image of Meiji Japan from 1870 through 1911, which contrasted sharply with the
Japan that newer immigrants had more recently left. These differing attitudes,
social values and associations with Japan were often incompatible with each
other. In this context, the significant differences in post-war experiences
and opportunities did nothing to mitigate the gaps which separated generational
|Hosta (Giboshi) 'Blue Whirls'|
In the spirit of Shigematsu’s assorted associations I
will write here some of mine. In the late 90s I went to Lima Peru to photograph
writer Mario Vargas Llosa
who was running for president. The very night when he
had to make his presence to lecture organized by the Japanese/Peruvian
community he became very sick because he had eaten bad ceviche in Piura. That
was the night he lost his bid and “el chinito” (the little Chinaman) Alberto
Fujimori won the race.
It is funny to note here that although there is a large
community of Peruvian Nisei the always attached that sort of nasty epithet of “el
chinito” to an authentic Nisei.
In my native Buenos Aires the only Japanese man I ever
knew of was a gardener named Matsumoto.
My Argentine nephew Georgito O’Reilly once asked me how I
could tell the difference between the Chinese and the Japanese. My answer was
an easy one, “That is easy but when you are in doubt they are Korean.”
For many years until the late 50s there was an amusement park near the Retiro train Station in Buenos Aires that had an amusement park called Parque Japonés.
My father would take me but I would avoid anything that turned because I had severe motion sickness. There was even a classic tango with lyrics that mentioned the Parque Japonés.
In the 60s when I flew a few times between Mexico City and Buenos Aires the Varig Airlines airplanes I was flying in (rare Convair 990 jetliner) the cabin was full of Japanese. It seems that there was a large emmigration of them to Brazil. For a long time during the Panamerican Games the Brazilian baseball team did wonders as it was mostly made up of Japanese!
And lastly something about the giboshi which is Japanese
for my first love of the plant kingdom (now shared with my love for old roses)
the hosta which is originally from Japan and Korea.
I have been scanning the plants (leaves, flowers, etc )
from my garden for about 17 years. The digital files are then printed in the
artspeak for a good inkjet, giclée. I have very large framed prints. When people
see them they are in awe, They invariably say, “What a beautiful photograph.” I
correct them by saying, “No, they are scanographs and I an a scanographer.” They rapidly lose interest?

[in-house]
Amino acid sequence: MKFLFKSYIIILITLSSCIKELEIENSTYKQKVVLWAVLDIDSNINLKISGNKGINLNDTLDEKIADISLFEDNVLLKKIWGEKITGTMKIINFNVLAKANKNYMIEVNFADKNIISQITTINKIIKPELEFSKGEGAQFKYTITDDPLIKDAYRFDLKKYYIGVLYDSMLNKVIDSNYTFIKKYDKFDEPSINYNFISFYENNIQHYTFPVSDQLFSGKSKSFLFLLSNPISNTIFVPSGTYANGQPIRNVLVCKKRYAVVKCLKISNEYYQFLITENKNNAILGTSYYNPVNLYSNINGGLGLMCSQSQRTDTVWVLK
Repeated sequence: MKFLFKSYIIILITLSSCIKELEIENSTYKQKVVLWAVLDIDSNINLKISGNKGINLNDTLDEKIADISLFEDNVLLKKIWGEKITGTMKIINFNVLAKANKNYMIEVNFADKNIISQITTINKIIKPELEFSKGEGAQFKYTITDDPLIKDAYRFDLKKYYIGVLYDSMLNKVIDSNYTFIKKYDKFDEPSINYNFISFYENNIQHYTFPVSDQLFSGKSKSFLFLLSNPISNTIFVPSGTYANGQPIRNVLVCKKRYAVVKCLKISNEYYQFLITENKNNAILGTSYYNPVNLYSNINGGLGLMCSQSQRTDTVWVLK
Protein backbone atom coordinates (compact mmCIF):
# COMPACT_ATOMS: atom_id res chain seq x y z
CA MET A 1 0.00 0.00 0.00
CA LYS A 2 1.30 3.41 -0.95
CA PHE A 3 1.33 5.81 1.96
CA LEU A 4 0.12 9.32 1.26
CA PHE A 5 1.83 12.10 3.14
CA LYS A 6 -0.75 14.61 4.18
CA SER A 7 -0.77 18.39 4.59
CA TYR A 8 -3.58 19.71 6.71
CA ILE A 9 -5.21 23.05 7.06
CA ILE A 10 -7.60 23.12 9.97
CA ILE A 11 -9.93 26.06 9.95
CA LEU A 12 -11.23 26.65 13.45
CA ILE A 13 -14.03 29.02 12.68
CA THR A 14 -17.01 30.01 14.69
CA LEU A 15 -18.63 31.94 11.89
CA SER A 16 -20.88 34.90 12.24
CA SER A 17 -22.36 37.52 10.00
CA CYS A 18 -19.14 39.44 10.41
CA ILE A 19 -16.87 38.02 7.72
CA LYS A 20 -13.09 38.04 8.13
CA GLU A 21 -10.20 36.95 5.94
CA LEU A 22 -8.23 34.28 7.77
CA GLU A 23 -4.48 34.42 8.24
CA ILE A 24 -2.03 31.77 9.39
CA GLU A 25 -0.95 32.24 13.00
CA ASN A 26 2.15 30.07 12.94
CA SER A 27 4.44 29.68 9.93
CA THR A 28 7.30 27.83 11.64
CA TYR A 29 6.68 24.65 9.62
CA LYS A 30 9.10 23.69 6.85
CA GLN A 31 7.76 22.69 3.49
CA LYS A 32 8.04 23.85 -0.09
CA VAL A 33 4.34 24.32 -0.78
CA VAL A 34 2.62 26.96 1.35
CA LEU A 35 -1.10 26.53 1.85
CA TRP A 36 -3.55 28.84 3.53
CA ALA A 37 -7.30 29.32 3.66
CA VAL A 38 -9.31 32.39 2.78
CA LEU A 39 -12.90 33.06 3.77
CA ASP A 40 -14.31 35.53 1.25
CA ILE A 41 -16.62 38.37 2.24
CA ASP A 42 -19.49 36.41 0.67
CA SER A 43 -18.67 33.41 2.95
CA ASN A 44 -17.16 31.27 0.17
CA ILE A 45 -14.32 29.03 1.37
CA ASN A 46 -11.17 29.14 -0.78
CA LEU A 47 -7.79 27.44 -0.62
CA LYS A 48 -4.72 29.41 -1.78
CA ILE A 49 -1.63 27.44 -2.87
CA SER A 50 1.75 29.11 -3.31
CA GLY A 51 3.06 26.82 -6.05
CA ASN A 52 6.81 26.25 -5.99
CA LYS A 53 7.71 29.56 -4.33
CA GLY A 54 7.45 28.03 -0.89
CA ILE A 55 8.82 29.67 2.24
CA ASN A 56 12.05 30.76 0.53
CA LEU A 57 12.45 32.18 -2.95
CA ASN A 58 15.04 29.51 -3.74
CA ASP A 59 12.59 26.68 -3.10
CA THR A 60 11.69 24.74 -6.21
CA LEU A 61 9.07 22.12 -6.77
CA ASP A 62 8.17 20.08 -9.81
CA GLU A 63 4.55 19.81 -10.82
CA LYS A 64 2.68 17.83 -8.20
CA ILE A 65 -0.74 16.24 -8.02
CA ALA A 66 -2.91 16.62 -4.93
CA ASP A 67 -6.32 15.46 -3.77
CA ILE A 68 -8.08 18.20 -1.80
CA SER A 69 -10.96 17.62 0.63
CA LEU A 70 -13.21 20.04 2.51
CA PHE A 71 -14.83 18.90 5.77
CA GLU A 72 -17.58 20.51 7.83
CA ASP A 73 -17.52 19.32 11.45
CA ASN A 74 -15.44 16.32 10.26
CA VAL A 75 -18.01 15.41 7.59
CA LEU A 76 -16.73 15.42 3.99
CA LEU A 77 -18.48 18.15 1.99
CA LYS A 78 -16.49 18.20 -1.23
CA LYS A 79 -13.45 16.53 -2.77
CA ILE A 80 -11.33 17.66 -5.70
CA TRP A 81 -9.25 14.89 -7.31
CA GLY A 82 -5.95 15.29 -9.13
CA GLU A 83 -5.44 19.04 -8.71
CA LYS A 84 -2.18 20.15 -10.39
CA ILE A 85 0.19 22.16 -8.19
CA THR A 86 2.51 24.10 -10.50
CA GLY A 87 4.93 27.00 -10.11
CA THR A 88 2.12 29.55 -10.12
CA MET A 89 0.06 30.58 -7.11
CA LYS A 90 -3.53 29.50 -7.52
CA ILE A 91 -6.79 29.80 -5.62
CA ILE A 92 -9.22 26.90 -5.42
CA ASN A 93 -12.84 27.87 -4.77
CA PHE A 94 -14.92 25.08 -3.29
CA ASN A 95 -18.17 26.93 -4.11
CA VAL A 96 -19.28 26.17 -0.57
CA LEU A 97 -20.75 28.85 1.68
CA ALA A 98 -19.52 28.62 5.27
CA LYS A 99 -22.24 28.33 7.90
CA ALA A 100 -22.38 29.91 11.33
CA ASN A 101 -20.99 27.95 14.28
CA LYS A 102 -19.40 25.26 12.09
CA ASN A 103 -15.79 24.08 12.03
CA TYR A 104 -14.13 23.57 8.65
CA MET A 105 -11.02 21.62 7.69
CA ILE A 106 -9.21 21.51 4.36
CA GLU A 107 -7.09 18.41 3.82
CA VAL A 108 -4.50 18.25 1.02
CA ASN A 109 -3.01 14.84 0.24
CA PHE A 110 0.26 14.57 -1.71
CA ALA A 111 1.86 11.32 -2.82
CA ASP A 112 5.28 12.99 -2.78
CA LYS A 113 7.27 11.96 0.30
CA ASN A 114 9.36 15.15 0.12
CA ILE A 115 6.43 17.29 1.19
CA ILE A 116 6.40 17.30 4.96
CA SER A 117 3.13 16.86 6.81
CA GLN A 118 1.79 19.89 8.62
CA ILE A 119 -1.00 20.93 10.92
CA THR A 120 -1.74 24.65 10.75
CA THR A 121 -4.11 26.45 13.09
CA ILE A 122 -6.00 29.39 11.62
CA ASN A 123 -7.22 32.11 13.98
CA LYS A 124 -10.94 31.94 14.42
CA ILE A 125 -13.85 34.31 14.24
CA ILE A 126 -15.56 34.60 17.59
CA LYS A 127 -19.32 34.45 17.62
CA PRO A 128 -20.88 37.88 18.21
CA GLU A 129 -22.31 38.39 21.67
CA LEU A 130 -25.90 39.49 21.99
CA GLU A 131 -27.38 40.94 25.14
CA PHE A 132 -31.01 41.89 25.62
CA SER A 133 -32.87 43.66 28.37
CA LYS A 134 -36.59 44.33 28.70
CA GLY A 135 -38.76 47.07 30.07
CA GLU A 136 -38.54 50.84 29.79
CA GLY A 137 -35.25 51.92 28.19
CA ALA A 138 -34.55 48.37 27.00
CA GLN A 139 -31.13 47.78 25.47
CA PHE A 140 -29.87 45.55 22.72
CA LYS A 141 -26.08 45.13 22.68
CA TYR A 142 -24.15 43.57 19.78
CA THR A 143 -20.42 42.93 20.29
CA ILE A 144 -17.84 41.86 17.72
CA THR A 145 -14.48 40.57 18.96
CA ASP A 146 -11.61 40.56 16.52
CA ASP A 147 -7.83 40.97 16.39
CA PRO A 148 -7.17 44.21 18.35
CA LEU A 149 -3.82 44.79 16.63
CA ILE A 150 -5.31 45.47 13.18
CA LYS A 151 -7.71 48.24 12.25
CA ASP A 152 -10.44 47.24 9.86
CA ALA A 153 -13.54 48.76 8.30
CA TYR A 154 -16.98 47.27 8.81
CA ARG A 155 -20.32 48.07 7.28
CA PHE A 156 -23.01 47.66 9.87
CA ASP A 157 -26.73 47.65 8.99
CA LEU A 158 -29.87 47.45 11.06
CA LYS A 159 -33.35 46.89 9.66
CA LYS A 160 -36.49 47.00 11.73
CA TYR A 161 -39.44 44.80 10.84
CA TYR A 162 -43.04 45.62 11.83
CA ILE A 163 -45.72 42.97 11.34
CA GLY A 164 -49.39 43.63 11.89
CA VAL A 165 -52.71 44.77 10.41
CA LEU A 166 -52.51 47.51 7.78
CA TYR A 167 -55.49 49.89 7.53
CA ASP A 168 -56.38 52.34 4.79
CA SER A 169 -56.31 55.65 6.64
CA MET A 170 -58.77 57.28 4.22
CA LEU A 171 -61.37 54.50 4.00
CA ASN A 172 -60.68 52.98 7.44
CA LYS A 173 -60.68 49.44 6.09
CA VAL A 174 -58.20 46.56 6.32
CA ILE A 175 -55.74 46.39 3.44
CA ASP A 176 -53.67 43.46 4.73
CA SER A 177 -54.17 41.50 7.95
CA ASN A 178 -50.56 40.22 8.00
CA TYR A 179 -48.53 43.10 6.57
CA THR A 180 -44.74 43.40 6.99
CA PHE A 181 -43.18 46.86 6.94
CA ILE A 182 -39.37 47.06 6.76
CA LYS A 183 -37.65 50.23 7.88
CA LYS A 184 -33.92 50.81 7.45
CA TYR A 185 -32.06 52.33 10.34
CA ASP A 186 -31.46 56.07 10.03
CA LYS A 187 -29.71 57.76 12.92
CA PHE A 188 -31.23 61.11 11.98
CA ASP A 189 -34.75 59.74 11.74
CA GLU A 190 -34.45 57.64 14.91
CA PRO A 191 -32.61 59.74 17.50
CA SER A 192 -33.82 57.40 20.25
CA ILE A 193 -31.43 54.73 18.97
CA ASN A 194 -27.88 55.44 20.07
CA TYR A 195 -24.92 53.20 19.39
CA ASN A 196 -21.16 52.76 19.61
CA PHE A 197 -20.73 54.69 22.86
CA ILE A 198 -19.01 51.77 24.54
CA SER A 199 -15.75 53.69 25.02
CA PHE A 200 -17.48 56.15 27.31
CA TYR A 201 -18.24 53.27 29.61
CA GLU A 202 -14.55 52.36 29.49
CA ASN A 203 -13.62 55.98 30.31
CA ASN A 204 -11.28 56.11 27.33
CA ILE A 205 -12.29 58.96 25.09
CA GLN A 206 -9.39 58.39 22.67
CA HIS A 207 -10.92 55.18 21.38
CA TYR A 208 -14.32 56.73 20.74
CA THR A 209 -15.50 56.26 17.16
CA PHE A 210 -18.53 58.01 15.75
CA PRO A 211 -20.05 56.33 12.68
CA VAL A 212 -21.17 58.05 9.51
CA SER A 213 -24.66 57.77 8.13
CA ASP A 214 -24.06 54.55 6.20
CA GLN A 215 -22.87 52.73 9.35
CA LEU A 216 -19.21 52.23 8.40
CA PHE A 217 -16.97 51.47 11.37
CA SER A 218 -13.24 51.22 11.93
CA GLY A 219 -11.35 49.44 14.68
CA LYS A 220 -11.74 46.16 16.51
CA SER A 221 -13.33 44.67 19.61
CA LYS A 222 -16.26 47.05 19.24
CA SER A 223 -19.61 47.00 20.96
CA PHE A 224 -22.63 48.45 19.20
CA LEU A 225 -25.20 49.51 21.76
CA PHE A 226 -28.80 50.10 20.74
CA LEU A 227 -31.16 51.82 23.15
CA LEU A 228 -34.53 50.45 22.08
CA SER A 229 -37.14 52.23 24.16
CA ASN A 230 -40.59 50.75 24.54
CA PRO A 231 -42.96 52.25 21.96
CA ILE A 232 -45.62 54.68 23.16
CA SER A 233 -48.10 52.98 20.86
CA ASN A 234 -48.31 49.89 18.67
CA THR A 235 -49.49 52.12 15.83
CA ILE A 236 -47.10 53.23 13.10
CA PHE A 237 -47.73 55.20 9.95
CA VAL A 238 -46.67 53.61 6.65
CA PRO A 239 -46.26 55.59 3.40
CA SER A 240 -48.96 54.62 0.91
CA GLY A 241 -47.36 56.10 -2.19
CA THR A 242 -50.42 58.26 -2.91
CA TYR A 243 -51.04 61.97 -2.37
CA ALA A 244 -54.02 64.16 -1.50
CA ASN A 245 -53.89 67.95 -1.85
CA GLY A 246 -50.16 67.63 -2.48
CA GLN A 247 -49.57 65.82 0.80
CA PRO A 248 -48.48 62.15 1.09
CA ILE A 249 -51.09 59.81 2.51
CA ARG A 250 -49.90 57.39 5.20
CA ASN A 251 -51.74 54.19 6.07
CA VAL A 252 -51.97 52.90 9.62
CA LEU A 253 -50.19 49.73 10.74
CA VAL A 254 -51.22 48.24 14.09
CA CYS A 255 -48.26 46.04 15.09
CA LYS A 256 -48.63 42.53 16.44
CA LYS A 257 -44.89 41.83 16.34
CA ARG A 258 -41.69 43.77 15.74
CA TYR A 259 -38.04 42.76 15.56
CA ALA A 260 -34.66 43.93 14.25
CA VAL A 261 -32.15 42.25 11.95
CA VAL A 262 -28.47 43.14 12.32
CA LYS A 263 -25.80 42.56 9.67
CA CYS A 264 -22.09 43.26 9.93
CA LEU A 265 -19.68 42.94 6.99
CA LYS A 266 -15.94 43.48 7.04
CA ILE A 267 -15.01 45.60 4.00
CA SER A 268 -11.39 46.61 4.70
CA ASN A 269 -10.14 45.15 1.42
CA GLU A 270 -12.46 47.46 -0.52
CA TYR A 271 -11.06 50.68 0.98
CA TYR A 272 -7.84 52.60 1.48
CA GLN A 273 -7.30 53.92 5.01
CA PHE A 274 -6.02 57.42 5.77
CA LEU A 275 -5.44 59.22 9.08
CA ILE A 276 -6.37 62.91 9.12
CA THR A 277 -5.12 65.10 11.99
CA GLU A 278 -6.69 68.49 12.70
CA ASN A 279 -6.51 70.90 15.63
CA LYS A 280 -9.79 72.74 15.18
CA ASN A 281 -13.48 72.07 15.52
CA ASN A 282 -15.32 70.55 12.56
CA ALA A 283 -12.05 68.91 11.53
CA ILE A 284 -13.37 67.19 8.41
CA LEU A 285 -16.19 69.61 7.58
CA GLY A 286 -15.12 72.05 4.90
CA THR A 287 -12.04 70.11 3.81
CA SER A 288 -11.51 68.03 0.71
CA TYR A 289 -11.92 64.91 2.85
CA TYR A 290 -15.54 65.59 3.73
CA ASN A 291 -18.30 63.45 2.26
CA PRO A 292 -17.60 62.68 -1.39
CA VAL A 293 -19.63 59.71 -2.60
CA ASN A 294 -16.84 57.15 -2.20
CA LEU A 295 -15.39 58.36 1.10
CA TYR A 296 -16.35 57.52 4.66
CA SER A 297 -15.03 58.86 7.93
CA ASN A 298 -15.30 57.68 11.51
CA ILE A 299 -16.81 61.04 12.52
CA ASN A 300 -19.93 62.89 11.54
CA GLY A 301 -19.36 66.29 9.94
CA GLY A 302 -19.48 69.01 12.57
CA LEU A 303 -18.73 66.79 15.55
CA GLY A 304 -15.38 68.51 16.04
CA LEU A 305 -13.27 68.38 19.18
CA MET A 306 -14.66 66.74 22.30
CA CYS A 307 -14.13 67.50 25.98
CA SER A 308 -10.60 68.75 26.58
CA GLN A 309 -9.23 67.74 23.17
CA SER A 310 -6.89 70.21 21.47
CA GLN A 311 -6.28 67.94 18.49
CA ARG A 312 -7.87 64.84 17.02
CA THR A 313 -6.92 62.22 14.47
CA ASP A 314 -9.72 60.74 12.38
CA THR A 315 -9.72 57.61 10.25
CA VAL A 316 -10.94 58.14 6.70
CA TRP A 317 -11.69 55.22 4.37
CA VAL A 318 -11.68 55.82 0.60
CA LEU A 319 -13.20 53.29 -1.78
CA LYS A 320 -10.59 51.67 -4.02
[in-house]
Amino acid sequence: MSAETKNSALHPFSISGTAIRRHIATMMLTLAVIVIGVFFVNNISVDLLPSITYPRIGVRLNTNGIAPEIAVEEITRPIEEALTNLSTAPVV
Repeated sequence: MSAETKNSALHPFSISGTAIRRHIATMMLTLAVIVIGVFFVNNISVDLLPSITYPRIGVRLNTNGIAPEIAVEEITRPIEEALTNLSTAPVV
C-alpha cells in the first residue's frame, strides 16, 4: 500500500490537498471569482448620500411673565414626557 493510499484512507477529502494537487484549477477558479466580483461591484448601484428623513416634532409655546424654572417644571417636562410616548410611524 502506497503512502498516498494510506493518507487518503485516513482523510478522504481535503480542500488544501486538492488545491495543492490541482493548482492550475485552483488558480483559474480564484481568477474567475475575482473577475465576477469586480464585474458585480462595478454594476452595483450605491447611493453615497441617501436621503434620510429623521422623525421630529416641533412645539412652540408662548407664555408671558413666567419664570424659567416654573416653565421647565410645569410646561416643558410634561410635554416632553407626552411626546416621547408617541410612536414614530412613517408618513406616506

Is 1 Hour Photo a one-man show?
An October Fall in Lillooet BC
Wednesday, October 04, 2017
|Fall in Lillooet - October 3 2017|
On Tuesday afternoon my Rosemary and I returned from a three
night and two day visit to our older daughter Ale’s home (almost one acre) in
Lillooet, British Columbia.
We did two days of heavy gardening but we had littel time left to move plants around. Many of Ale’s plants came from our old and very
large Athlone garden in Kerrisdale. I thought that Gallica roses and rugosas
would do well in the extreme heat and cold of Lillooet and that was the case.
They are happy campers except for the fact that Ale has visiting bears and deer
that like roses, too.
The days were cool, windy but the sun was out. They were
classic fall days.
|Rosemary & Ale with Lloyd McNary|
If we manage to buy some snow tires we might return before
spring. We have no room in our small house to store summer tires but I might
find a place (where I would buy my winter tires) to store them for us.
The temperature in Lillooet was around 20. By the time we
drove back by Seton Lake the temperature went down to 3 Celsius. We will have a
few more good fall days I am sure. To celebrate them, you will find here
flowers from Ale’s garden. There are some zinnias, her extraordinary sunflowers
(on the wane) and one Rosa rugosa from a bush that was blooming very nicely.
Ale included some onions in the mix. They look like
shallots. She also put in a couple of nasturtiums. I have never told her that I
get an itch in the nose when I approach them. And yet I love that first cousin
of the nasrutiums, watercress.
By Robert Frost
O hushed October morning mild,
Thy leaves have ripened to the fall;
Tomorrow’s wind, if it be wild,
Should waste them all.
The crows above the forest call;
Tomorrow they may form and go.
O hushed October morning mild,
Begin the hours of this day slow.
Make the day seem to us less brief.
Hearts not averse to being beguiled,
Beguile us in the way you know.
Release one leaf at break of day;
At noon release another leaf;
One from our trees, one far away.
Retard the sun with gentle mist;
Enchant the land with amethyst.
For the grapes’ sake, if they were all,
Whose leaves already are burnt with frost,
Whose clustered fruit must else be lost—
For the grapes’ sake along the wall.